The Little Giant of Aberdeen County, by Tiffany Baker

What an interesting book! I found this on a friend’s recommendation, having heard nothing about it before. It’s a novel about a woman afflicted with a hormonal disorder that makes her keep growing — the specific name of her medical condition is never given, and in fact some of the medical details are a bit sketchy, as parts of the novel have almost a magic-realism feel to them. The focus is very much on people and relationships — this is a character-driven novel with some beautiful writing.

The main character is Truly, whose unattractive hugeness is always contrasted with her beautiful, delicate sister Serena Jane. But being big and ugly isn’t Truly’s only problem — her mother dies, her father drinks and then dies, and when the girls are orphaned, Serena Jane is adopted by a devoted family while Truly is dumped on the farm of the poorest people in town. Still, she manages to make two lifelong friends and carve out a life for herself — and when, as an adult, Serena Jane disappears, Truly finds herself immersed in a bizarre love-hate relationship with her sister’s ex-husband. All the characters are unique, individual, and intriguing.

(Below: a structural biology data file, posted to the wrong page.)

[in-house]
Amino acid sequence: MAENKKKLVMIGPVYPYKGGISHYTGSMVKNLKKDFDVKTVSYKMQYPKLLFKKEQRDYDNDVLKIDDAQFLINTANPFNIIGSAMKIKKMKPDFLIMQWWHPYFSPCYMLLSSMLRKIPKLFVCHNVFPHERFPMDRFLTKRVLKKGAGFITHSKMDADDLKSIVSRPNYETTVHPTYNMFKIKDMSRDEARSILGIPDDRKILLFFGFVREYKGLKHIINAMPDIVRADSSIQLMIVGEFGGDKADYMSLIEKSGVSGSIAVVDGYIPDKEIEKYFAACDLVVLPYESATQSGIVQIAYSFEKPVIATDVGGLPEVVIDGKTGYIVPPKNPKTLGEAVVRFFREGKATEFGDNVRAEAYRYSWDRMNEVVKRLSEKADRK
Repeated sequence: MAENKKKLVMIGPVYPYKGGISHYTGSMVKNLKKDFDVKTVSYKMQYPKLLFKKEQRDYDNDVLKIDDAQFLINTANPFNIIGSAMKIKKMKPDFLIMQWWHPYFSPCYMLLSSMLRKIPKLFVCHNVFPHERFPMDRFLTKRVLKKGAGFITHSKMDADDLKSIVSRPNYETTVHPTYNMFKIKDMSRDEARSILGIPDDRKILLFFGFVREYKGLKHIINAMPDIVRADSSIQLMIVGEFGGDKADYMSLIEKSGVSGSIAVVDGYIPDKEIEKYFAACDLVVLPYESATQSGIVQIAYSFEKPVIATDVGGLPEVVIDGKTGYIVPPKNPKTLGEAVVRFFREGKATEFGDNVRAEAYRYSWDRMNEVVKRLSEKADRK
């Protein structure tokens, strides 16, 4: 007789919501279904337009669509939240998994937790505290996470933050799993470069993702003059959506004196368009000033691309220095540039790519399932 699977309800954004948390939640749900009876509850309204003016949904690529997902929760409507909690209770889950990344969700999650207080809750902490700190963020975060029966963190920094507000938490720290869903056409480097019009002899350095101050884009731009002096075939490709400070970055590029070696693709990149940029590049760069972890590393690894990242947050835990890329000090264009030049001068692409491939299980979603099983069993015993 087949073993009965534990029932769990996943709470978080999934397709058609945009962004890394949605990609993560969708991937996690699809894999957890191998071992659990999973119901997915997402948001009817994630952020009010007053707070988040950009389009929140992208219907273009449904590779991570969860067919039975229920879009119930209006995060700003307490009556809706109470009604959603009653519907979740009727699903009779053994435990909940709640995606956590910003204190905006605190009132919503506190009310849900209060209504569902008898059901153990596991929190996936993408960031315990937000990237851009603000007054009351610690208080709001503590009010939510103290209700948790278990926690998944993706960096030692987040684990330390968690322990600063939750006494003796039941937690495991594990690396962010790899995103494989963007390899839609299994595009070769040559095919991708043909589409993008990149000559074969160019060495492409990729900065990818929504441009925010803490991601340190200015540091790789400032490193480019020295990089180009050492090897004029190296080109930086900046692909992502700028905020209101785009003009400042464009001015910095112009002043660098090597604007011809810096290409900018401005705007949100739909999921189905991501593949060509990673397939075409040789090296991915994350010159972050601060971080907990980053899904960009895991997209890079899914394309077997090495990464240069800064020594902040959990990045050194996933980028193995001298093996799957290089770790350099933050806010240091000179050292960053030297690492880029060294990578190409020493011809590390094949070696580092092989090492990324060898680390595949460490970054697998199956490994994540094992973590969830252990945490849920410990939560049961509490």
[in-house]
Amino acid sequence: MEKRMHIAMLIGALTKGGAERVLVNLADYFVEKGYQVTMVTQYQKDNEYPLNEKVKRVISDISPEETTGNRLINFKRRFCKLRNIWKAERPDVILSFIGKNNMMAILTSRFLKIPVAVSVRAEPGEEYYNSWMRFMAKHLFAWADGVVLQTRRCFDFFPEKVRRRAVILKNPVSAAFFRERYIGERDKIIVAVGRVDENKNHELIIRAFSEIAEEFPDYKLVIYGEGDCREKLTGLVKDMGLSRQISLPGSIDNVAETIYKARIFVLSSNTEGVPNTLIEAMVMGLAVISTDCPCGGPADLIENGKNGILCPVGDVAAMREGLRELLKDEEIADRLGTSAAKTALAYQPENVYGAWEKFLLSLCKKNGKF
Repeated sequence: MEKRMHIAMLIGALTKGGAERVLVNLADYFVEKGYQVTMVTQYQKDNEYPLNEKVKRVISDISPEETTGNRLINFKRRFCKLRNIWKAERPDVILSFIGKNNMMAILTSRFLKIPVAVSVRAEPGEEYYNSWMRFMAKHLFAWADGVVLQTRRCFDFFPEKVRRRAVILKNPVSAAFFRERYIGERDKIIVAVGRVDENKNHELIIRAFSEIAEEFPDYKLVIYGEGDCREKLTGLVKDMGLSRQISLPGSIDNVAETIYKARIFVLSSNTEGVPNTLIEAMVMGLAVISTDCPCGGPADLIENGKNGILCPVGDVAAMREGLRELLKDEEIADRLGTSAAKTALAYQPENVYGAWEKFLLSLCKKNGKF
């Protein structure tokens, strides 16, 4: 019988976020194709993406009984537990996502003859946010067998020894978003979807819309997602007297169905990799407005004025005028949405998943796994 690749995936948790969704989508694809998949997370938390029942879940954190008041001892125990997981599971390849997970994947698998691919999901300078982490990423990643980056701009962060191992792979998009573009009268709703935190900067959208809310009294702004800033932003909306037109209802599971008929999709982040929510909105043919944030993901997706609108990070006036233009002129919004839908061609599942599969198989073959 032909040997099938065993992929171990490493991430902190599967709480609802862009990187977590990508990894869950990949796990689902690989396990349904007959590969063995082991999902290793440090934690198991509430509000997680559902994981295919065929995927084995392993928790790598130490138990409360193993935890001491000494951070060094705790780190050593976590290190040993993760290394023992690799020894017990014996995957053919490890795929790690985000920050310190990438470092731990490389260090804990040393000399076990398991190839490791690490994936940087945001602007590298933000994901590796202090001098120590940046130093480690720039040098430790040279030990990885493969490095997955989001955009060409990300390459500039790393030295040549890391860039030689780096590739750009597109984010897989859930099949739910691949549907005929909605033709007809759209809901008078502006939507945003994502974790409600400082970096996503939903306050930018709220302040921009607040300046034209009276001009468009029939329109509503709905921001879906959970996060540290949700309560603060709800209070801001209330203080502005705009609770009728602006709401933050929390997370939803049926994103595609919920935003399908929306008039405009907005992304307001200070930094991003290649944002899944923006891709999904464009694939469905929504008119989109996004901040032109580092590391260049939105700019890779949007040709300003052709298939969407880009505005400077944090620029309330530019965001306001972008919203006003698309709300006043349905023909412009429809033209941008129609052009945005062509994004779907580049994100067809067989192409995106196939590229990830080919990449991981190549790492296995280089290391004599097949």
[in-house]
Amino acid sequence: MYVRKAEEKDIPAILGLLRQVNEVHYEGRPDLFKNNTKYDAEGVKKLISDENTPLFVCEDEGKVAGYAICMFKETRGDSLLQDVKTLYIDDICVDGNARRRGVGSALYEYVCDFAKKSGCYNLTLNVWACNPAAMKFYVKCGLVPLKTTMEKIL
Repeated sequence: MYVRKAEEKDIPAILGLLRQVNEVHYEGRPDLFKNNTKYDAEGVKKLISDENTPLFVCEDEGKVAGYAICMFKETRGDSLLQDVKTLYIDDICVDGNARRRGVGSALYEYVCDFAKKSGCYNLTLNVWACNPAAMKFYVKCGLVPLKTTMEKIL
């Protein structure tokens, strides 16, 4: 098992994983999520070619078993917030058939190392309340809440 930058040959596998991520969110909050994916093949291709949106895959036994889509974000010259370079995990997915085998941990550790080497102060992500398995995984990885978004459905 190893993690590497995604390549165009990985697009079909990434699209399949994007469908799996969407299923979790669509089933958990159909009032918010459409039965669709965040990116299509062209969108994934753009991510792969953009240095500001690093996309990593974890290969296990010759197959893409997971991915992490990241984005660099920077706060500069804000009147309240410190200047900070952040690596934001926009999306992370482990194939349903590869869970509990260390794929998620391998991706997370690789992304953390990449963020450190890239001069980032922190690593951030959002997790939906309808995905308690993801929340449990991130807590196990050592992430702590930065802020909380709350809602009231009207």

The most unusual feature of this novel (to me, even moreso than having a “giant” as the main character) was the narration, which was both first-person and omniscient — Truly tells the story, but she also jumps into the heads of other characters and relates scenes and conversations she could not have known about. I’ve never seen an author attempt this before, and it’s  a great example of how you a good writer can break all the rules and do things that shouldn’t work,  yet somehow pull it off. I found this novel fascinating and engaging throughout, and highly recommend it.


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Filed under Fiction -- general

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